First of a word, a word to the wise on buying cars advertised over French-focused internet sites: If you see a car that looks like an amazingly good deal – it may be too good to be true, according to a French friend who keeps track of these things. the scam scenario goes soething like this: Need to sell my French car because I can’t use the car now that I’m living in London. The deal is that the car is supposed to be shipped to you – you send a deposit and pay the balance upon receipt of the car – sounds fair, right? Don’t be so sure.
Normally, we lease cars (which is the hassle-free) way to do things if you’re staying in France for a few months at a time. Now the few months each year have added up so we decided to buy our leased car outright – which you can do at a fairly good price. Because you’re basically buying a brand new car as a second-hand car. The car’s only had one owner – so if you’ve treated the car nicely for the first few months – then you should be happy with your purchase.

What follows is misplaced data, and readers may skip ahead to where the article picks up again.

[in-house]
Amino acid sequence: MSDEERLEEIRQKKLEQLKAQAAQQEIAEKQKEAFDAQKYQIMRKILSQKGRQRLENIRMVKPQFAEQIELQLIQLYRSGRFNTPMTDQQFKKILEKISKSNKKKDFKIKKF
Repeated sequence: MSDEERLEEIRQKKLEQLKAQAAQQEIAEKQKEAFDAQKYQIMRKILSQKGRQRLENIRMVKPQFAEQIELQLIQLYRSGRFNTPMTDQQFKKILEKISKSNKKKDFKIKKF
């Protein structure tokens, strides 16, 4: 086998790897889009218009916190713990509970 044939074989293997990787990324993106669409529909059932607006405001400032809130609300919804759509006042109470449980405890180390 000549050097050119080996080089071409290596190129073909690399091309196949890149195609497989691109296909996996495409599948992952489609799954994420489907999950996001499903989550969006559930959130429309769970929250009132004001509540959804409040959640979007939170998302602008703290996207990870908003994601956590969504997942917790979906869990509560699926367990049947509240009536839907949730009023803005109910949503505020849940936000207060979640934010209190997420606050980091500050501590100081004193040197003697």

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To receive insurance, you need to go to the prefecture de police, show proof of purchase and address where you hang you’re hat. In order to get a good insurance rate, you’ll need to show past insurance records from your home country for the past 13 years to get a rate called the ‘bonus’ (50% discounted) rate. You can expect to spend between E300 to E360 Euros annually on car insurance. The prefecture will issue you a ‘carte grise’ (like the one you’ve already been using if you ‘re doing a ‘buy/lease’ program. Then you go to any local garage to have your license plates made up on the spot. You will also have to pay a VAT tax which is paid directly to the customs (sometimes the leasing company will handle the payment for you, but it is an additional expense after paying the purchase price that you need to factor into your budget.